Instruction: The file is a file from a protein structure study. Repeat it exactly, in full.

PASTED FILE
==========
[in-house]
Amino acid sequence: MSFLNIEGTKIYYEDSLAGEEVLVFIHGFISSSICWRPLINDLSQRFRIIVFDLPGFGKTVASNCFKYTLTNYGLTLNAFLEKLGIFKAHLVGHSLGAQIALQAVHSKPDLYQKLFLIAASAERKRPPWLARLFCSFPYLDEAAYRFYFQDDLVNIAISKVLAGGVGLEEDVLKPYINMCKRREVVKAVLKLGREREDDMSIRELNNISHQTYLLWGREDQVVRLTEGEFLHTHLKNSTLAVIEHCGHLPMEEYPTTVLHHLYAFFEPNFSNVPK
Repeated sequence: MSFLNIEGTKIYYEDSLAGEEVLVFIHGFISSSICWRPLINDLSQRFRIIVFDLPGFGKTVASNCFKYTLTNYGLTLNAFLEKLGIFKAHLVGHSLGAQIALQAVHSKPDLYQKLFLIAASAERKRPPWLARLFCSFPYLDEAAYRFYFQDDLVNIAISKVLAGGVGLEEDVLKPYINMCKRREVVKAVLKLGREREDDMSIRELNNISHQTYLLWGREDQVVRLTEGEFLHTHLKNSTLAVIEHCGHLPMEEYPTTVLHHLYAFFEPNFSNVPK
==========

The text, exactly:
[in-house]
Amino acid sequence: MSFLNIEGTKIYYEDSLAGEEVLVFIHGFISSSICWRPLINDLSQRFRIIVFDLPGFGKTVASNCFKYTLTNYGLTLNAFLEKLGIFKAHLVGHSLGAQIALQAVHSKPDLYQKLFLIAASAERKRPPWLARLFCSFPYLDEAAYRFYFQDDLVNIAISKVLAGGVGLEEDVLKPYINMCKRREVVKAVLKLGREREDDMSIRELNNISHQTYLLWGREDQVVRLTEGEFLHTHLKNSTLAVIEHCGHLPMEEYPTTVLHHLYAFFEPNFSNVPK
Repeated sequence: MSFLNIEGTKIYYEDSLAGEEVLVFIHGFISSSICWRPLINDLSQRFRIIVFDLPGFGKTVASNCFKYTLTNYGLTLNAFLEKLGIFKAHLVGHSLGAQIALQAVHSKPDLYQKLFLIAASAERKRPPWLARLFCSFPYLDEAAYRFYFQDDLVNIAISKVLAGGVGLEEDVLKPYINMCKRREVVKAVLKLGREREDDMSIRELNNISHQTYLLWGREDQVVRLTEGEFLHTHLKNSTLAVIEHCGHLPMEEYPTTVLHHLYAFFEPNFSNVPK